Market Efficiency in the MENA Equity Markets: Evidence from Newly Developed Tests and Regime Change
A major issue in financial economics is the behavior of stock market returns over long horizons. This paper provides an empirical investigation of the random walk hypothesis in the MENA equity markets. We use the variance ratio tests developed by Wright (2000), Kim and Wang and Chow Denning (1993) to test for the weak form market efficiency. Then, we use the unit root tests proposed by Saikkonen and Lütkepohl (2002) and Lanne et al. (2002), which allow for a level shift in the data generating process. Our results confirm the stationarity of the MENA equity markets returns in the presence of structural breaks, with the breaks happening mostly during the 2008 and 2009 periods. Further, the findings from our sub-samples indicate that the results from the last sub-periods support the belief that these markets may have been approaching a state of being fairly weak-form efficient, which reflects the future prospects of the MENA countries.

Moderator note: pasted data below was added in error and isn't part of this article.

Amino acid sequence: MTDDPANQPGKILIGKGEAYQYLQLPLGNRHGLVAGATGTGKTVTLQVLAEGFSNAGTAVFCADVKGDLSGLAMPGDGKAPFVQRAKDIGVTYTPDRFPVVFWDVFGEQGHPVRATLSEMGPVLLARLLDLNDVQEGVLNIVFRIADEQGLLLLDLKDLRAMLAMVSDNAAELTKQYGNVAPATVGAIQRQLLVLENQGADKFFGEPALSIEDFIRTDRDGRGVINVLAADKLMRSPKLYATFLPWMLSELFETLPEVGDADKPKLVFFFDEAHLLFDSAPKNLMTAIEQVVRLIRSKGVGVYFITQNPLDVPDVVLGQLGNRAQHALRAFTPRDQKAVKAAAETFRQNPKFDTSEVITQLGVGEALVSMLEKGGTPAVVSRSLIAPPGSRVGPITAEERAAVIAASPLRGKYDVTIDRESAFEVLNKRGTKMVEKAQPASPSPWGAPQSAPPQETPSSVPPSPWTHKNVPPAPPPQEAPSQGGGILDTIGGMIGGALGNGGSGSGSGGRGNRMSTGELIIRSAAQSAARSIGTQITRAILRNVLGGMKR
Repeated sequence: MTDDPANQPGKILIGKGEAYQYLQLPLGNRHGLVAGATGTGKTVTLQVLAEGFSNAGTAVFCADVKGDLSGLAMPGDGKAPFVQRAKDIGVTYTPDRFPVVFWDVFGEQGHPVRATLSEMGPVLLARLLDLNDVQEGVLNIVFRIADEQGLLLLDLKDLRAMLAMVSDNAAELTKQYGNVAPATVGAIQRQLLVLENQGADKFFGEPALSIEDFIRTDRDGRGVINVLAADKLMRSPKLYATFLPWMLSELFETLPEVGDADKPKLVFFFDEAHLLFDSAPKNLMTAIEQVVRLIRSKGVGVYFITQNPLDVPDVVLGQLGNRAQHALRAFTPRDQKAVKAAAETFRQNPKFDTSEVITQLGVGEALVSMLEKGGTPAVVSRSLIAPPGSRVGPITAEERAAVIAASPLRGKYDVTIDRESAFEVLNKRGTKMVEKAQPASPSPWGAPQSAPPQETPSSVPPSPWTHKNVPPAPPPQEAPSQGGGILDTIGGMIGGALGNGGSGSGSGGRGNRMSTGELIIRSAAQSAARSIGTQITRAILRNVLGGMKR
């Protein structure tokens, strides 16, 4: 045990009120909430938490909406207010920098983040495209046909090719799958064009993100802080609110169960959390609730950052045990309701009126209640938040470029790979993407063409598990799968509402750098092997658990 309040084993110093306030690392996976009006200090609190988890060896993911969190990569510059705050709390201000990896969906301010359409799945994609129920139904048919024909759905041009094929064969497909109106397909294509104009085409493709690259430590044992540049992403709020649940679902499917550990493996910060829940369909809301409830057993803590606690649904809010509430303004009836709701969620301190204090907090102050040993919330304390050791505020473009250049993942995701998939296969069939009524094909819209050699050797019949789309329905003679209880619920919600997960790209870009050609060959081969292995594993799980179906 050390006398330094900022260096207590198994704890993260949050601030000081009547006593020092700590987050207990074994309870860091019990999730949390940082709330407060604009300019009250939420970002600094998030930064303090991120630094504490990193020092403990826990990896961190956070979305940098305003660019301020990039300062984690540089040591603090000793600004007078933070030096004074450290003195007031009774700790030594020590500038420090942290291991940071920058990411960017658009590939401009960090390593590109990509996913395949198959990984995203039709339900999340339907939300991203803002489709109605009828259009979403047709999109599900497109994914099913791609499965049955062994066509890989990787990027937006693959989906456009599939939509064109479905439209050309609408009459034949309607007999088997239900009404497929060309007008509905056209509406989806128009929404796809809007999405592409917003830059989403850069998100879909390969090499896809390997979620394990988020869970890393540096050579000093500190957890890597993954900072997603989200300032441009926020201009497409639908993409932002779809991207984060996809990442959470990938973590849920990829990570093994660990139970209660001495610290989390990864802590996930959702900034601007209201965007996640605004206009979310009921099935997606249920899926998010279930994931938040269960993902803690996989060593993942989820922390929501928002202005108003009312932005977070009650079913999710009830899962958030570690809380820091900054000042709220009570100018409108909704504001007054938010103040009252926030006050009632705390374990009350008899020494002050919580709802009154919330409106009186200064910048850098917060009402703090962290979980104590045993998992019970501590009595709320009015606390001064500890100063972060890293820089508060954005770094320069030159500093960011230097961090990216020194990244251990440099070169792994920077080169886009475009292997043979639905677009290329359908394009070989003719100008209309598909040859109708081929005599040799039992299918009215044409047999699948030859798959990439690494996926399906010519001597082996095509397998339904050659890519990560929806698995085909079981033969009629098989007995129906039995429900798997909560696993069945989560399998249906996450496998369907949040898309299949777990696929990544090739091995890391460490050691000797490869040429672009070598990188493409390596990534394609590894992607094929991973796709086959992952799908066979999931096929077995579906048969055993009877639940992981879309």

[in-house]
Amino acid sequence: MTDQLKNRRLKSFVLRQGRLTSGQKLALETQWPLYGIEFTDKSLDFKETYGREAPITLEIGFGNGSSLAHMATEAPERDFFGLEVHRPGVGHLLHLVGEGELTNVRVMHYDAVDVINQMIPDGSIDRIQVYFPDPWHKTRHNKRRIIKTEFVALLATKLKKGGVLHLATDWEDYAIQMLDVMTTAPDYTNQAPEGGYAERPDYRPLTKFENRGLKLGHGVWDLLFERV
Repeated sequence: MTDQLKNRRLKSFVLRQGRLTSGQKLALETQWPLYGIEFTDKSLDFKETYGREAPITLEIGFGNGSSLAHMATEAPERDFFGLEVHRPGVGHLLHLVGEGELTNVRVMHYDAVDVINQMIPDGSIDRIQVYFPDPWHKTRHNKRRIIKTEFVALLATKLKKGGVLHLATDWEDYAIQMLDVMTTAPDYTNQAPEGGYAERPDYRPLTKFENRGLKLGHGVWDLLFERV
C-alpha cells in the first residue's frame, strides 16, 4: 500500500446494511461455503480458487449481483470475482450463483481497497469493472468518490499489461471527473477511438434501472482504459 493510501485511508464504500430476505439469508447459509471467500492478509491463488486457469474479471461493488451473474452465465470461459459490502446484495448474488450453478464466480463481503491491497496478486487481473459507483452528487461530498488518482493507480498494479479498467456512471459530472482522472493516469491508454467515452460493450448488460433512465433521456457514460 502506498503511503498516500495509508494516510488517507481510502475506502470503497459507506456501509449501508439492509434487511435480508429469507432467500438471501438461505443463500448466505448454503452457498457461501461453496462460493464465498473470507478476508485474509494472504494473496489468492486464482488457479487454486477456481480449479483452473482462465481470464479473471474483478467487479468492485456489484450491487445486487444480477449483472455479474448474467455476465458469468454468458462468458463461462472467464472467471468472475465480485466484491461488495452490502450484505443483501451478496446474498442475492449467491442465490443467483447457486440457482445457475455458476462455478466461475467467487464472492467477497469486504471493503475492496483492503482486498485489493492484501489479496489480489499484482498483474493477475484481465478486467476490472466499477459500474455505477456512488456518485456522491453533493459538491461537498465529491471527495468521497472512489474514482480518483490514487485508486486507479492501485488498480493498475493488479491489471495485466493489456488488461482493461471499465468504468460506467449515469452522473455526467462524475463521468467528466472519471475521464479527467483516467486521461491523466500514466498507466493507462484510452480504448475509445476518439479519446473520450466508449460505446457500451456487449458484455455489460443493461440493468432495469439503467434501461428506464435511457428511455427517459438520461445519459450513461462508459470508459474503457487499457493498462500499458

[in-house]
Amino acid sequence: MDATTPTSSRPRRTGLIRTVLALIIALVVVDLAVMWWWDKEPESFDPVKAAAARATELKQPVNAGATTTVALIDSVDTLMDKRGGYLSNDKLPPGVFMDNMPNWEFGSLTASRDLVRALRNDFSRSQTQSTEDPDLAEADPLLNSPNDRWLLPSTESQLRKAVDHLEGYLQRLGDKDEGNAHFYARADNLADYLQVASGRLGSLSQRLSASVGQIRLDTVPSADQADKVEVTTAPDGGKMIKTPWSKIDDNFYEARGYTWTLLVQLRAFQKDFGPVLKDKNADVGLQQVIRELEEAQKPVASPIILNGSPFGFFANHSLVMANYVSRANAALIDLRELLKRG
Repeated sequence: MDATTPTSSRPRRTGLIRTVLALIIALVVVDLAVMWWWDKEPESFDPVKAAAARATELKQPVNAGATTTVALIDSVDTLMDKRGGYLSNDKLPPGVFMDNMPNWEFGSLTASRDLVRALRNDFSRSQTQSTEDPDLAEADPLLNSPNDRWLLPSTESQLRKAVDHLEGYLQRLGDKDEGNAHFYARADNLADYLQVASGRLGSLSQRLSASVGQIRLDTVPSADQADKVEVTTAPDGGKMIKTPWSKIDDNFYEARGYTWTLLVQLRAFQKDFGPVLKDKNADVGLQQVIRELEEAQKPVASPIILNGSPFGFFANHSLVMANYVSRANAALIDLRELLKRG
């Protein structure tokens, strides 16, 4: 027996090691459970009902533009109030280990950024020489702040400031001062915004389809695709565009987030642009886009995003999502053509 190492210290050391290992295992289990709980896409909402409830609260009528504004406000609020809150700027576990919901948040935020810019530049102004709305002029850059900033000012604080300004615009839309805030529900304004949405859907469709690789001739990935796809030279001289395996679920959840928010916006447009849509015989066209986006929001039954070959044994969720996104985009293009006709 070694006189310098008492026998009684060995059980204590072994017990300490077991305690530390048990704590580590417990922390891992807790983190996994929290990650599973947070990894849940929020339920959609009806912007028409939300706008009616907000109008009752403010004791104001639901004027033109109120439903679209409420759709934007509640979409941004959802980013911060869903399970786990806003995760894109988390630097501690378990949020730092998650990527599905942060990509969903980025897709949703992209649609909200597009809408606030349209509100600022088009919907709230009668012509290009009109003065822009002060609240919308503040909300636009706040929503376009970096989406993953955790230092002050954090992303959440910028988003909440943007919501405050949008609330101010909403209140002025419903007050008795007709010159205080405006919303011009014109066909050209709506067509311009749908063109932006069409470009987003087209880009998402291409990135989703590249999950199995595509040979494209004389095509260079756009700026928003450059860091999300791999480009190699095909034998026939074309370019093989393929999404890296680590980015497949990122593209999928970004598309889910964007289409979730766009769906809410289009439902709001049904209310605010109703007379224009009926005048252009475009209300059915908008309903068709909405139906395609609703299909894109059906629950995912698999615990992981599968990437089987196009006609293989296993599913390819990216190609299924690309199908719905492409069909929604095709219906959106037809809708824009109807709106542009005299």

Random Walk Hypothesis, MENA Equity Markets, Emerging Markets, Weak-form Market Efficiency
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